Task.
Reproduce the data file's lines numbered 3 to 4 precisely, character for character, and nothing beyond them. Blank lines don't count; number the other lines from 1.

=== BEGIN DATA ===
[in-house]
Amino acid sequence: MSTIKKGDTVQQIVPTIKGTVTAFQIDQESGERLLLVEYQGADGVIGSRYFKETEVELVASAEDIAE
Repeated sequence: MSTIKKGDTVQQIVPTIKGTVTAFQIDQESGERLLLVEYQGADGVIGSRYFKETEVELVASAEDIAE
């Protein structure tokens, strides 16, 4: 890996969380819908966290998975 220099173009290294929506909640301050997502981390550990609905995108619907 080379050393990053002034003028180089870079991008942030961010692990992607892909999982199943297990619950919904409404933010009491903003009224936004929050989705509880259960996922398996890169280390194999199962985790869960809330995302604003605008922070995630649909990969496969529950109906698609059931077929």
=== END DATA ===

Repeated sequence: MSTIKKGDTVQQIVPTIKGTVTAFQIDQESGERLLLVEYQGADGVIGSRYFKETEVELVASAEDIAE
């Protein structure tokens, strides 16, 4: 890996969380819908966290998975 220099173009290294929506909640301050997502981390550990609905995108619907 080379050393990053002034003028180089870079991008942030961010692990992607892909999982199943297990619950919904409404933010009491903003009224936004929050989705509880259960996922398996890169280390194999199962985790869960809330995302604003605008922070995630649909990969496969529950109906698609059931077929």